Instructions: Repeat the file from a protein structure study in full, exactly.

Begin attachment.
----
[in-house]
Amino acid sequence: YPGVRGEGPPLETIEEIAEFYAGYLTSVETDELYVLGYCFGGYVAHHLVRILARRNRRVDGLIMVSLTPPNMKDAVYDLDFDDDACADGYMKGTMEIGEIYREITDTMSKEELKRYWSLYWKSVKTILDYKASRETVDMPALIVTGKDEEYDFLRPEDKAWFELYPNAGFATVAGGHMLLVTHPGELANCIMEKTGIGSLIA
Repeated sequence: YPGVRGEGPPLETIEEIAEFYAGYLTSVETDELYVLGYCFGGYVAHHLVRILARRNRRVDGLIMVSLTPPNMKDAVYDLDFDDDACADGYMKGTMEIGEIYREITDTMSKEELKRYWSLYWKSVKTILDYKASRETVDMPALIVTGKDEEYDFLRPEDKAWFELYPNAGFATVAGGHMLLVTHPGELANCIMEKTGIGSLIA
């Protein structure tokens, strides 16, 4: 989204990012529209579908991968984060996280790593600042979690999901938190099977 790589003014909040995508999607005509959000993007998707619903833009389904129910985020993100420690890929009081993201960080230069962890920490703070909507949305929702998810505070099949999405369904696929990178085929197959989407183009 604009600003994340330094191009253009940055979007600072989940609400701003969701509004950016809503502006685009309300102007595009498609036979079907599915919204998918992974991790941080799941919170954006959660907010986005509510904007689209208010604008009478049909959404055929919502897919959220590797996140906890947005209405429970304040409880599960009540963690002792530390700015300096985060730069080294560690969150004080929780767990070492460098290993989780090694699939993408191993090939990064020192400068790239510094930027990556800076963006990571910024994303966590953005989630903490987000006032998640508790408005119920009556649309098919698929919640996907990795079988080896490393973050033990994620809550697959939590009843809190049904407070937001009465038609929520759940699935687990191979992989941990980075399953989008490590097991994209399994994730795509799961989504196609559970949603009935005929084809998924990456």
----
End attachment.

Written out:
[in-house]
Amino acid sequence: YPGVRGEGPPLETIEEIAEFYAGYLTSVETDELYVLGYCFGGYVAHHLVRILARRNRRVDGLIMVSLTPPNMKDAVYDLDFDDDACADGYMKGTMEIGEIYREITDTMSKEELKRYWSLYWKSVKTILDYKASRETVDMPALIVTGKDEEYDFLRPEDKAWFELYPNAGFATVAGGHMLLVTHPGELANCIMEKTGIGSLIA
Repeated sequence: YPGVRGEGPPLETIEEIAEFYAGYLTSVETDELYVLGYCFGGYVAHHLVRILARRNRRVDGLIMVSLTPPNMKDAVYDLDFDDDACADGYMKGTMEIGEIYREITDTMSKEELKRYWSLYWKSVKTILDYKASRETVDMPALIVTGKDEEYDFLRPEDKAWFELYPNAGFATVAGGHMLLVTHPGELANCIMEKTGIGSLIA
């Protein structure tokens, strides 16, 4: 989204990012529209579908991968984060996280790593600042979690999901938190099977 790589003014909040995508999607005509959000993007998707619903833009389904129910985020993100420690890929009081993201960080230069962890920490703070909507949305929702998810505070099949999405369904696929990178085929197959989407183009 604009600003994340330094191009253009940055979007600072989940609400701003969701509004950016809503502006685009309300102007595009498609036979079907599915919204998918992974991790941080799941919170954006959660907010986005509510904007689209208010604008009478049909959404055929919502897919959220590797996140906890947005209405429970304040409880599960009540963690002792530390700015300096985060730069080294560690969150004080929780767990070492460098290993989780090694699939993408191993090939990064020192400068790239510094930027990556800076963006990571910024994303966590953005989630903490987000006032998640508790408005119920009556649309098919698929919640996907990795079988080896490393973050033990994620809550697959939590009843809190049904407070937001009465038609929520759940699935687990191979992989941990980075399953989008490590097991994209399994994730795509799961989504196609559970949603009935005929084809998924990456």